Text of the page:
Naples in the time of Napoleon. Rebell and the light of the Gulf restores the atmosphere and image of the city in the years from 1808 to 1815, when Joachim Murat and his consort Caroline Bonaparte, the youngest of Napoleon's three sisters, were the much-loved rulers of Naples. This was a period of progress and renewed splendour for the kingdom, marked by extraordinary social, economic and urban transformations and particular attention towards the territory. The culture of the Murats and their modern taste acquired in Paris gave the arts a considerable boost, dividing their time between the official royal palaces of Naples and Caserta and their favourite private residence in Portici.
Patrons of the great portrait painters, Joachim and especially Caroline showed a particular sensitivity for veduta and landscape painting, calling French masters in the genre to their court, Special protection was reserved for the Viennese artist Joseph Rebell, who, along with other specialists in veduta painting, features prominently in this exhibition. Rebell spent several periods of time in Italy between 1812 and 1824, particularly in Naples.
Views of the city, its gulf and magnificent surroundings were his favourite subjects, even after leaving Naples in 1815, fuelling in Europe the myth of the unique nature of this enchanted land celebrated by the painters of the Grand Tour. His training and success are evoked and set against the backdrop of the cosmopolitan Neapolitan scene between the end of the 18th century and the second decade of the 19th century, marked by the presence of numerous travellers and landscape painters who profoundly renewed the vision of reality.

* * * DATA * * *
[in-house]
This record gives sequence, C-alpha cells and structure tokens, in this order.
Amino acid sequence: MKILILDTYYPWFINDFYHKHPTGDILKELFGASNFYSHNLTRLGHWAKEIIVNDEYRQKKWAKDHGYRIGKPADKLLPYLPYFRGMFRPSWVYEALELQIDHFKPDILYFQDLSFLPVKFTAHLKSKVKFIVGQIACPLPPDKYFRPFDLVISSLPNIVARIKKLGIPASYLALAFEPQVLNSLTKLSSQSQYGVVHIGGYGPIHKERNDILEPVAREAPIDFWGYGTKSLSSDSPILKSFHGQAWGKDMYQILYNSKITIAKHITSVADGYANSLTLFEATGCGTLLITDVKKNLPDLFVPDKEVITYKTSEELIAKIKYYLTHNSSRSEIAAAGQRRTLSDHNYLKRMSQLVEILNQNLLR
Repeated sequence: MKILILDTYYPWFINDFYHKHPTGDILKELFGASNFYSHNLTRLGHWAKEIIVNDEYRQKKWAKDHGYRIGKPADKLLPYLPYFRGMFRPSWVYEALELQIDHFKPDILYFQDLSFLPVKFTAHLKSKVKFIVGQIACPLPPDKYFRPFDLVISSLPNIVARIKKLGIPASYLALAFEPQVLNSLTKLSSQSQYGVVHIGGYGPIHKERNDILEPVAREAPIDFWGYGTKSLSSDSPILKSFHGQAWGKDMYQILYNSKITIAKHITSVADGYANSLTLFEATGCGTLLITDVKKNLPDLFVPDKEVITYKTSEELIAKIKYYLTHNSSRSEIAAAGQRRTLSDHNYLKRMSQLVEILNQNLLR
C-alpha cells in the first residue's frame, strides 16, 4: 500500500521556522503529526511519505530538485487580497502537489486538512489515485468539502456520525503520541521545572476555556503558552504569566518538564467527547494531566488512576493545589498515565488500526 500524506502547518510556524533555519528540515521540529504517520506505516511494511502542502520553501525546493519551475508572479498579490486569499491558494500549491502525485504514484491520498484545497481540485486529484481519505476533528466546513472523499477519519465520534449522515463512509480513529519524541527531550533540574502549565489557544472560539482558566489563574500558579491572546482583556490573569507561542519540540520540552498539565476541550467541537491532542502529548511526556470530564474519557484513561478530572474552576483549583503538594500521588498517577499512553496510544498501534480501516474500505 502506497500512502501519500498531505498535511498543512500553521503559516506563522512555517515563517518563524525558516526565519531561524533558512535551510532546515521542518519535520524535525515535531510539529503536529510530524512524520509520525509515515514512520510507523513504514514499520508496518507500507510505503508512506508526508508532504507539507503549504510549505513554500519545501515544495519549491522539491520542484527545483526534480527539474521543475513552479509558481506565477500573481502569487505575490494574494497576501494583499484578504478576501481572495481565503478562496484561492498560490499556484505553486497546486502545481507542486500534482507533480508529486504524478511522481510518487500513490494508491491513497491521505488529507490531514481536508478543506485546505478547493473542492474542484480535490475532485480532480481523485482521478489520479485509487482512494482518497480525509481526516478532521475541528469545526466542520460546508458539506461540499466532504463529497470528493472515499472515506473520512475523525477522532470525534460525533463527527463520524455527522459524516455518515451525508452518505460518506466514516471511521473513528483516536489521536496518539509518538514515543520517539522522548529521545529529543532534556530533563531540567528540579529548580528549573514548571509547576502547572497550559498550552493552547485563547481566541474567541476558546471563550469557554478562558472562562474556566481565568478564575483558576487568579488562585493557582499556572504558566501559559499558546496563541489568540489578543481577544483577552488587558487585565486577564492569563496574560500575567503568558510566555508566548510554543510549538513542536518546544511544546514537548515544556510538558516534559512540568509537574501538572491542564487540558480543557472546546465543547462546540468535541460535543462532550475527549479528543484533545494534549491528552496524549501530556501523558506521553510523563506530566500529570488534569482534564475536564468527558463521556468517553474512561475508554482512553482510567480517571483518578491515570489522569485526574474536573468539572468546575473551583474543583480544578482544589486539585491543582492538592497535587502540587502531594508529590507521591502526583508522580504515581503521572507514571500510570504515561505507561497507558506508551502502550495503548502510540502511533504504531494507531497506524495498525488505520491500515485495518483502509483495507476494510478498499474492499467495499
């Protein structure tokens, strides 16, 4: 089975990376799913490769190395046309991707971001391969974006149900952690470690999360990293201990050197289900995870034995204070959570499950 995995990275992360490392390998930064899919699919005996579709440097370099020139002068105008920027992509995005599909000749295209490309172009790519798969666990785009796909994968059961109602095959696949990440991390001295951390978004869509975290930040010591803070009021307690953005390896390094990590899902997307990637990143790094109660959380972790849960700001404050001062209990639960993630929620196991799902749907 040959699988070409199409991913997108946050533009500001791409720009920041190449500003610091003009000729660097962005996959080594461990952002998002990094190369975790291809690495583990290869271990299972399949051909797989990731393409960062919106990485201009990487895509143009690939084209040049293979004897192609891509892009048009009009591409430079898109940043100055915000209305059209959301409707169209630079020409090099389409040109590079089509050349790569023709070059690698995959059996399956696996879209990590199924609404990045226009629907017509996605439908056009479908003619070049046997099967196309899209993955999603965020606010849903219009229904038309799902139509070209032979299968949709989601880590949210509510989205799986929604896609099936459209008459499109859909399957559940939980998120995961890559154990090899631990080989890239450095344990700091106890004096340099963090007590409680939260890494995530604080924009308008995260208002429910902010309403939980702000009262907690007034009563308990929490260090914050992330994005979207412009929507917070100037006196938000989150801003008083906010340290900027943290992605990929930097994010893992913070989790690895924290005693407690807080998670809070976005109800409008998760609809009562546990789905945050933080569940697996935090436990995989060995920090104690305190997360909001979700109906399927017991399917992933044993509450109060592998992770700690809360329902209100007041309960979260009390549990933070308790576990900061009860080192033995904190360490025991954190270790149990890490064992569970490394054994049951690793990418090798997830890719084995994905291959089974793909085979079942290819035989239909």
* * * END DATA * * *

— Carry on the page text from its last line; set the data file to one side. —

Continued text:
The Murat family itself is also a protagonist of the exhibition, with the presence of numerous portraits, paintings and sculptures bearing witness to the important role it played at that time.
The works are on loan from prestigious organisations, including the Belvedere of Vienna, partner of the exhibition, other major Austrian museum, such as the Vienna Academy of Fine Arts and the Austrian National Library, and French museums such as the Château of Fontainebleau and Versailles.
The exhibition is curated by Sabine Grabner, Luisa Martorelli, Fernando Mazzocca and Gennaro Toscano, with the collaboration of the Institut français in Naples.